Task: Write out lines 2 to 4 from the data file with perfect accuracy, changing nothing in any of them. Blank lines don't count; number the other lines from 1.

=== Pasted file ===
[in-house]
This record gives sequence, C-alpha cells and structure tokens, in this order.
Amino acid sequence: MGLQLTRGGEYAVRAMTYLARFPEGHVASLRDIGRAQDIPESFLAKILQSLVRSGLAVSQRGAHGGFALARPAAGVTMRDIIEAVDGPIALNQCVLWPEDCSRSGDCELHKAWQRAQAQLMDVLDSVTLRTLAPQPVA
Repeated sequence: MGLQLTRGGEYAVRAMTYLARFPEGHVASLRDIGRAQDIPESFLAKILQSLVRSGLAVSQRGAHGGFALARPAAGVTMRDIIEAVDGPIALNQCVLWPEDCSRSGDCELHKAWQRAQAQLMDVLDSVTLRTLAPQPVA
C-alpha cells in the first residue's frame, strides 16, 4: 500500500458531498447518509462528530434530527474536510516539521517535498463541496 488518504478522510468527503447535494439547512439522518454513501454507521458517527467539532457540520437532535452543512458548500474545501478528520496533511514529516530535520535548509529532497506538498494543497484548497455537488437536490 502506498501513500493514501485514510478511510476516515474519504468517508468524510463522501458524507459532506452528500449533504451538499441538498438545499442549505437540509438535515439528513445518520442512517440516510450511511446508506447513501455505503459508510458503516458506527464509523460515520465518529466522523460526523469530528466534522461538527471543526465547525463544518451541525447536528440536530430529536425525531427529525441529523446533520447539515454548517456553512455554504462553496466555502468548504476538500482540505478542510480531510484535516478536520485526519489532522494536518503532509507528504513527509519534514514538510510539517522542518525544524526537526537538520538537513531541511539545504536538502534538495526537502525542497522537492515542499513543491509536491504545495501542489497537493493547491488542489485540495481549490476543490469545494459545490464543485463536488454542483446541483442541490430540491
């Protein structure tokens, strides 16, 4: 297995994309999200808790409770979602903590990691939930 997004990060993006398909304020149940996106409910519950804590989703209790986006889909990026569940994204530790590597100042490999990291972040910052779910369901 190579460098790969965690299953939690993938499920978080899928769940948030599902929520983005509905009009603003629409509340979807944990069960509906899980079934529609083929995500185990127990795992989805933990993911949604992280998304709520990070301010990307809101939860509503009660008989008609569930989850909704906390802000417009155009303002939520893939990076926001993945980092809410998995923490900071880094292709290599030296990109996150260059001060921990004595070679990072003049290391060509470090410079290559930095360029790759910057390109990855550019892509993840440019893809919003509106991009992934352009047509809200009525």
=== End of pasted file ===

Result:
This record gives sequence, C-alpha cells and structure tokens, in this order.
Amino acid sequence: MGLQLTRGGEYAVRAMTYLARFPEGHVASLRDIGRAQDIPESFLAKILQSLVRSGLAVSQRGAHGGFALARPAAGVTMRDIIEAVDGPIALNQCVLWPEDCSRSGDCELHKAWQRAQAQLMDVLDSVTLRTLAPQPVA
Repeated sequence: MGLQLTRGGEYAVRAMTYLARFPEGHVASLRDIGRAQDIPESFLAKILQSLVRSGLAVSQRGAHGGFALARPAAGVTMRDIIEAVDGPIALNQCVLWPEDCSRSGDCELHKAWQRAQAQLMDVLDSVTLRTLAPQPVA